SecureBlackbox 16: Preventing TLS Renegotiation Attacks with SecureBlackbox 7.2 and Later

Note: This article applies only to SecureBlackbox Legacy. For future development please consider using the latest version.

A class of serious attacks on the SSL/TLS protocol has been discovered recently. The attack utilizes a protocol design flaw and allows an adversary to insert arbitrary data into the very beginning of the application, the data stream sent from the legitimate client to the server.

The vulnerable part of the protocol is cipher renegotiation. The renegotiation mechanism is often used to authenticate the client to the application layer. For example, the IIS server initiates renegotiation if a negotiated but non-authenticated client requests a restricted server resource, so that the client can authenticate itself with the certificate.

The reaction of the internet society was quite fast and resulted in a published draft of the standard that is supposed to make the attack impossible. Unfortunately, the proposed workaround is a breaking change in the protocol and can result in certain interoperability problems between parties that are not aware of it.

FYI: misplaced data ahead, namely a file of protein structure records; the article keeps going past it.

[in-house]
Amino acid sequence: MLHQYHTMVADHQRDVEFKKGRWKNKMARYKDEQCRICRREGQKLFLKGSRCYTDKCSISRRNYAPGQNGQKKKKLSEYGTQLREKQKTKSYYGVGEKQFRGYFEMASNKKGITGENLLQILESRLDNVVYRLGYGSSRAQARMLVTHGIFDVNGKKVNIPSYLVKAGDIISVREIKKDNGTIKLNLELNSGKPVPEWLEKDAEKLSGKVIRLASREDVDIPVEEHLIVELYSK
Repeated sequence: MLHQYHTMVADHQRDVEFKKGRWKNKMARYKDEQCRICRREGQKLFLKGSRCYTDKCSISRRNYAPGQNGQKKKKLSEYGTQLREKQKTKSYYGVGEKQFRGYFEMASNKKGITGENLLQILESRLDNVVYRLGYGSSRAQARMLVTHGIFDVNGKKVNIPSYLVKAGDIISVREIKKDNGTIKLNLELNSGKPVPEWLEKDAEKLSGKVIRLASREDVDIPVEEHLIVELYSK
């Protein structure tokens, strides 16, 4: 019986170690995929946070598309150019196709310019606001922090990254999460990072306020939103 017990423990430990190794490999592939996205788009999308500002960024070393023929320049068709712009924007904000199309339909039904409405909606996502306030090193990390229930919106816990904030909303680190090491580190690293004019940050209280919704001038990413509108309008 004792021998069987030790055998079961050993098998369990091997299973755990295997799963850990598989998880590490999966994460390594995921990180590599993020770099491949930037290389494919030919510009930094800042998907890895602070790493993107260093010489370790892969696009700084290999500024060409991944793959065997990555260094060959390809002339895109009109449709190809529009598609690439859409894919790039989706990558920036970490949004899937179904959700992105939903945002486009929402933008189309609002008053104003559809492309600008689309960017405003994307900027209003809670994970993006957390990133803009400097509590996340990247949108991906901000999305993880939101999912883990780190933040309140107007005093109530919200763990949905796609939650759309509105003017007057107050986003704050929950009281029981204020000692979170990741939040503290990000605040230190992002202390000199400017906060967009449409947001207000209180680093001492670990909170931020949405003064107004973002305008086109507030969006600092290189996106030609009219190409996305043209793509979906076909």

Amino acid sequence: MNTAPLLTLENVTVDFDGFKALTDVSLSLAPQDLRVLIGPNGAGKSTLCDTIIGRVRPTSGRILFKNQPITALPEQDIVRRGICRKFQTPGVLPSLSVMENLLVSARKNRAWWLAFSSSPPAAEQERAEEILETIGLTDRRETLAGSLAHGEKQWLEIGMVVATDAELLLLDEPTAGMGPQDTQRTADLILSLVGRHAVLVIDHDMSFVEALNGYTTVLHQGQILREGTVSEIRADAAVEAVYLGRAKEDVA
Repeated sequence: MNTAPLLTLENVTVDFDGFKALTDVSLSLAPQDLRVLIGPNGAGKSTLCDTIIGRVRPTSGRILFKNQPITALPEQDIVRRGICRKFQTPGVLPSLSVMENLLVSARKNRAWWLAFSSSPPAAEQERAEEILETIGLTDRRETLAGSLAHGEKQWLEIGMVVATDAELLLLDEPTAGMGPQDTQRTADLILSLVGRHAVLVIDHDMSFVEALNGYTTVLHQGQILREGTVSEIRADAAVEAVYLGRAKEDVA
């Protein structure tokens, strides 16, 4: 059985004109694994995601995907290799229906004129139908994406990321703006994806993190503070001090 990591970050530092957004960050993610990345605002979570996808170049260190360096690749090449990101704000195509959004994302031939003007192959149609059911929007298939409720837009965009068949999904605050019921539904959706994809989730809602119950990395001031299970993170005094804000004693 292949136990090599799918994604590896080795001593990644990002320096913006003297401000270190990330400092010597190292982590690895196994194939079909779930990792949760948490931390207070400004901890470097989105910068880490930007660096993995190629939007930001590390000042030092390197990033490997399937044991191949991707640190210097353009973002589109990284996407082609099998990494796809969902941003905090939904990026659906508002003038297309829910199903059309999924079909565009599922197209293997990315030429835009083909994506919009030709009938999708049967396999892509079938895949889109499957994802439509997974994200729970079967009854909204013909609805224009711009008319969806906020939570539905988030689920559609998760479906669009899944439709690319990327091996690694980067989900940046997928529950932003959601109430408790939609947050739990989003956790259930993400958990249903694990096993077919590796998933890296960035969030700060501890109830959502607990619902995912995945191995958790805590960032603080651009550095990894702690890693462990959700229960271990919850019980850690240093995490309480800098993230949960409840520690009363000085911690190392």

Understanding the importance of the discovered attack and its potential effects, we decided to postpone the 7.2 release date for the sake of making it safe with regard to the mentioned attack. The instructions below observe the attack prevention features that have been introduced and provide instructions on their deployment to the user code.

The Attack

A weakness in the TLS protocol design allows an active attacker (a so-called MITM, or a man-in-the-middle) to prevent the stream of application data sent from the real client to the real server with an arbitrary sequence of bytes (see an example below):

GET /good.html HTTP/1.0
Prepends the data with
GET /bad.html HTTP/1.0

GET /bad.html HTTP/1.0
X-Ignore: GET / good.html HTTP/1.0

and sends the contents of /bad.html to the client instead of the originally requested /good.html.